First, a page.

In the wake of a highly publicized disaster, when many people are looking for a quick way to help, everyone – even governors – will want to move fast. Opportunities for fraud are perhaps at their peak.
Compounding this problem: Laws governing charitable fundraising do not clearly apply to campaign organizers and crowdfunding platforms. As I detail in an article soon to be published in the Indiana Law Journal, state legislatures wrote those laws decades ago, when charities raised money either directly or using paid solicitors. As a result, those laws do not usually apply to individuals who voluntarily raise money for individuals or charities to which they have no formal ties. Nor do they apply to the recently emerged platforms where people crowdfund for causes.
California takes aim
So far, there’s no regulation taking shape to address these issues at the federal level.
California became the first state to pass legislation specifically targeting charitable crowdfunding when Gov. Gavin Newson signed Assembly Bill No. 488 into law in October 2021. The measure, which will not take effect until Jan. 1, 2023, requires both charities raising funds online and platforms hosting campaigns for specific charities to register and file regular reports with the state’s Registry of Charitable Trusts.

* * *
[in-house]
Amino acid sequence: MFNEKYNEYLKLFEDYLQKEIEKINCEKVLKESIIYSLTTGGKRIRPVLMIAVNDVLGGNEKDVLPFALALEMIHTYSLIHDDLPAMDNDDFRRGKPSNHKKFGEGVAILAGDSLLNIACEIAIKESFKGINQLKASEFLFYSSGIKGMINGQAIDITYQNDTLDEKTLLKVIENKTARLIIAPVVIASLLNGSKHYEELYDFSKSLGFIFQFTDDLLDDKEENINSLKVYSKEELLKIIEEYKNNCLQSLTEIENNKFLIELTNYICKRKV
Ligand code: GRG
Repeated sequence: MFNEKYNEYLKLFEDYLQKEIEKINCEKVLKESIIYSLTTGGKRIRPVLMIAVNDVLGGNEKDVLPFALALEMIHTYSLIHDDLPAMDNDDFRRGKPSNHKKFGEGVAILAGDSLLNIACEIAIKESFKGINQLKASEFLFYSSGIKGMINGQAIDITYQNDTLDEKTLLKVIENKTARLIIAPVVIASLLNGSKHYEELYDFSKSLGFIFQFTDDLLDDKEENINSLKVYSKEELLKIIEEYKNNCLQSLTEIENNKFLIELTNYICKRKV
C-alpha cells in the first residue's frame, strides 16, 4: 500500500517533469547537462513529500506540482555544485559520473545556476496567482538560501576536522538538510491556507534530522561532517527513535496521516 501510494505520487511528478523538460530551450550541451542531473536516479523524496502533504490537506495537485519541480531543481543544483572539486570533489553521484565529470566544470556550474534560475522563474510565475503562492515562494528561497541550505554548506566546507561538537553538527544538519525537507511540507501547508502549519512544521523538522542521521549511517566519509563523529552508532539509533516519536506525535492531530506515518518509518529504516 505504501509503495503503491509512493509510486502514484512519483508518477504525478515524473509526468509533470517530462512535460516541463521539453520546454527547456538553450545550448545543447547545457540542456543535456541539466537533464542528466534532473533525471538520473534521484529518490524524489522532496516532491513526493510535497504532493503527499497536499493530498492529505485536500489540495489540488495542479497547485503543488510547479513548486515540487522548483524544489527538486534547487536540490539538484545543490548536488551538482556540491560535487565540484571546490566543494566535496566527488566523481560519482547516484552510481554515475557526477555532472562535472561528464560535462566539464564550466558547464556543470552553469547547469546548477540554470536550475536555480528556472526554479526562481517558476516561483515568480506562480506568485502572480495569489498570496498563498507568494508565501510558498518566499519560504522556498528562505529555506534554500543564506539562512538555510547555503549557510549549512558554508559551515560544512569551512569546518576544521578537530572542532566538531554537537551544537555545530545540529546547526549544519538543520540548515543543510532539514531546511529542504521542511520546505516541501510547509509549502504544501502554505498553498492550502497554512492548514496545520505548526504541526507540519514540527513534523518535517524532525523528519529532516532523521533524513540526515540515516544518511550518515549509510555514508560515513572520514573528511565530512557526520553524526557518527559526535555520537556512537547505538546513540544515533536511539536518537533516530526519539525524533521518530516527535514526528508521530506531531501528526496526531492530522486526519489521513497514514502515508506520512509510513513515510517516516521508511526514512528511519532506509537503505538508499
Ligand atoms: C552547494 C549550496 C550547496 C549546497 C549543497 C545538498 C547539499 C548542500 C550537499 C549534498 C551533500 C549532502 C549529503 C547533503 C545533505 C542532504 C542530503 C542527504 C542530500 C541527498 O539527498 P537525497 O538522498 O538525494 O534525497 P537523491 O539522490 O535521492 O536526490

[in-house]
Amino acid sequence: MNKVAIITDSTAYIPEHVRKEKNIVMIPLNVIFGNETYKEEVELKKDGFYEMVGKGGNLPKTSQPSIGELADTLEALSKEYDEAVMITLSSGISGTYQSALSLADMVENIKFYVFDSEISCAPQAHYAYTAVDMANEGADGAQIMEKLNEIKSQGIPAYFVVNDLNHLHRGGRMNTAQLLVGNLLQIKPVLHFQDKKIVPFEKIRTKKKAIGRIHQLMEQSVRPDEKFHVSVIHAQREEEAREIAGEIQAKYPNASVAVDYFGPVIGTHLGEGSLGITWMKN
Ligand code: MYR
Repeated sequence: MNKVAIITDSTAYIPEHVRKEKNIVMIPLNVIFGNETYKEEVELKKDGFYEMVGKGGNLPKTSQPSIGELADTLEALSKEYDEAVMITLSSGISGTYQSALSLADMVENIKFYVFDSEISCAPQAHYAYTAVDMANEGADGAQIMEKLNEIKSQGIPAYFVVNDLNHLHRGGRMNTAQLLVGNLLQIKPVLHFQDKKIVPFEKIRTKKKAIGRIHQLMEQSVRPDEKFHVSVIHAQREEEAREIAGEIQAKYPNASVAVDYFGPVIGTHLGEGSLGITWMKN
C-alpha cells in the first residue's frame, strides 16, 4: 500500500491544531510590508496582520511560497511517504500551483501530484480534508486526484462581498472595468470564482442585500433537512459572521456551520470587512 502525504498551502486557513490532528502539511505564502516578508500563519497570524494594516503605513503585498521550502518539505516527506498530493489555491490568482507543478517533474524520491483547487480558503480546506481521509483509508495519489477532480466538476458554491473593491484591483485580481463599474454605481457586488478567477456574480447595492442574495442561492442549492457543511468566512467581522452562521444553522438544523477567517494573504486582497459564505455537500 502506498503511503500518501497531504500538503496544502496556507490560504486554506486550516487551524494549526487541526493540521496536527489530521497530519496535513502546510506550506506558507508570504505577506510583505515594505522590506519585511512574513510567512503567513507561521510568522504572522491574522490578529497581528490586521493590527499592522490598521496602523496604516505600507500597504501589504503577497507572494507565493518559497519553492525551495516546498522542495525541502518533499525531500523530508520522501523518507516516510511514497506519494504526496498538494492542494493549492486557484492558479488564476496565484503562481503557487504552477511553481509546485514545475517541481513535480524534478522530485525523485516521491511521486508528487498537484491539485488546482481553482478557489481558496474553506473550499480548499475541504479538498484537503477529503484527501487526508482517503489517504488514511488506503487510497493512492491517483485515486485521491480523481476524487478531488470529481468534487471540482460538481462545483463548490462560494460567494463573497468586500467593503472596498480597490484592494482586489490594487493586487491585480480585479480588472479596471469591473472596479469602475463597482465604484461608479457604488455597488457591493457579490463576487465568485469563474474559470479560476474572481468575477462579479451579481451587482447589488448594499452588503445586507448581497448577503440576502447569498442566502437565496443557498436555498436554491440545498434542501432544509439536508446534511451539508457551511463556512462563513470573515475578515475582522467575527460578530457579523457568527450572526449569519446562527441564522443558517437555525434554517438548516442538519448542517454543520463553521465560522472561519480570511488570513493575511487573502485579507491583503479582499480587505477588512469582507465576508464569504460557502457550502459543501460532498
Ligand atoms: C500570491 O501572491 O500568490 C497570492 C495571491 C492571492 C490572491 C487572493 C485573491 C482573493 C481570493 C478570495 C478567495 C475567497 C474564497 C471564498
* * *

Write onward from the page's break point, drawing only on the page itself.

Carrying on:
The new law will also require these charities and platforms to make certain public disclosures and receipts, as needed. It will also require platforms to promptly distribute donations to the designated charities and obtain a charity’s written consent before soliciting funds for its benefit – with some exceptions.
In my view, California’s new law is a good first effort.
It places the burden of compliance on the charities themselves and the handful of online platforms engaged in this work, not on the numerous individuals who start campaigns. But it remains to be seen whether the registration, reporting, disclosure and other requirements will create enough transparency and accountability to sufficiently deter fraud without over burdening legitimate charities and platforms.
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I appreciate the difficult task legislators face in striking a balance that avoids both over- and underregulation. Lawmakers do not want to overregulate charitable crowdfunding to the point that generous individuals and legitimate charities shy away from launching campaigns because of the legal burdens of doing so.
That is, all new laws and regulations, in addition to discouraging crowdfunding fraud, ought to encourage generosity.
At the same time, lawmakers want to regulate charitable crowdfunding enough to ensure that all or almost all funds raised go the individuals and charities that the donors intend to support. Time will tell whether California and the states that follow its example have struck the right balance.
Lloyd Hitoshi Mayer does not work for, consult, own shares in or receive funding from any company or organization that would benefit from this article, and has disclosed no relevant affiliations beyond their academic appointment.